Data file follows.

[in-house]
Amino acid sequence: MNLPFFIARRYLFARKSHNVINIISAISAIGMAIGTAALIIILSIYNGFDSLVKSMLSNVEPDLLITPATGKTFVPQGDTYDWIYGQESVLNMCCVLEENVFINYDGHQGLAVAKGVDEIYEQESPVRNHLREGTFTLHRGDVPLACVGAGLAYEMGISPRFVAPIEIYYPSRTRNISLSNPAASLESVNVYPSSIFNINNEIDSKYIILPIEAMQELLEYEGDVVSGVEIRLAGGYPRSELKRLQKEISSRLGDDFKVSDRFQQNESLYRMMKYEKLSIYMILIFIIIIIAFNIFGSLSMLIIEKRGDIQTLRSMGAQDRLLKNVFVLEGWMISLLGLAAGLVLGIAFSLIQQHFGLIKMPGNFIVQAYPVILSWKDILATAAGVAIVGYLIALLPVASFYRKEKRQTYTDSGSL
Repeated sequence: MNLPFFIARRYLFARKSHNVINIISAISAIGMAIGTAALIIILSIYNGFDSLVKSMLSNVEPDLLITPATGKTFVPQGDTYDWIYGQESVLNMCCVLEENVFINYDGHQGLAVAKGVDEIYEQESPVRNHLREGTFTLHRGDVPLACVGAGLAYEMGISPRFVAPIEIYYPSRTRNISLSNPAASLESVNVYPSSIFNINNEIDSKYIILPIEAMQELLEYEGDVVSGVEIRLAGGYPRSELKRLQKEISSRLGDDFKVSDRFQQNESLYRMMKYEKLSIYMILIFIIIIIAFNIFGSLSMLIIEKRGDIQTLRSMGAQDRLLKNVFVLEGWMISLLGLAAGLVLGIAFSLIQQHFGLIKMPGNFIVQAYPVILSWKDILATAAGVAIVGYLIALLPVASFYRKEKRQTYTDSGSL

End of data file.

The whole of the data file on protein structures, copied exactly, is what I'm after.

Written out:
[in-house]
Amino acid sequence: MNLPFFIARRYLFARKSHNVINIISAISAIGMAIGTAALIIILSIYNGFDSLVKSMLSNVEPDLLITPATGKTFVPQGDTYDWIYGQESVLNMCCVLEENVFINYDGHQGLAVAKGVDEIYEQESPVRNHLREGTFTLHRGDVPLACVGAGLAYEMGISPRFVAPIEIYYPSRTRNISLSNPAASLESVNVYPSSIFNINNEIDSKYIILPIEAMQELLEYEGDVVSGVEIRLAGGYPRSELKRLQKEISSRLGDDFKVSDRFQQNESLYRMMKYEKLSIYMILIFIIIIIAFNIFGSLSMLIIEKRGDIQTLRSMGAQDRLLKNVFVLEGWMISLLGLAAGLVLGIAFSLIQQHFGLIKMPGNFIVQAYPVILSWKDILATAAGVAIVGYLIALLPVASFYRKEKRQTYTDSGSL
Repeated sequence: MNLPFFIARRYLFARKSHNVINIISAISAIGMAIGTAALIIILSIYNGFDSLVKSMLSNVEPDLLITPATGKTFVPQGDTYDWIYGQESVLNMCCVLEENVFINYDGHQGLAVAKGVDEIYEQESPVRNHLREGTFTLHRGDVPLACVGAGLAYEMGISPRFVAPIEIYYPSRTRNISLSNPAASLESVNVYPSSIFNINNEIDSKYIILPIEAMQELLEYEGDVVSGVEIRLAGGYPRSELKRLQKEISSRLGDDFKVSDRFQQNESLYRMMKYEKLSIYMILIFIIIIIAFNIFGSLSMLIIEKRGDIQTLRSMGAQDRLLKNVFVLEGWMISLLGLAAGLVLGIAFSLIQQHFGLIKMPGNFIVQAYPVILSWKDILATAAGVAIVGYLIALLPVASFYRKEKRQTYTDSGSL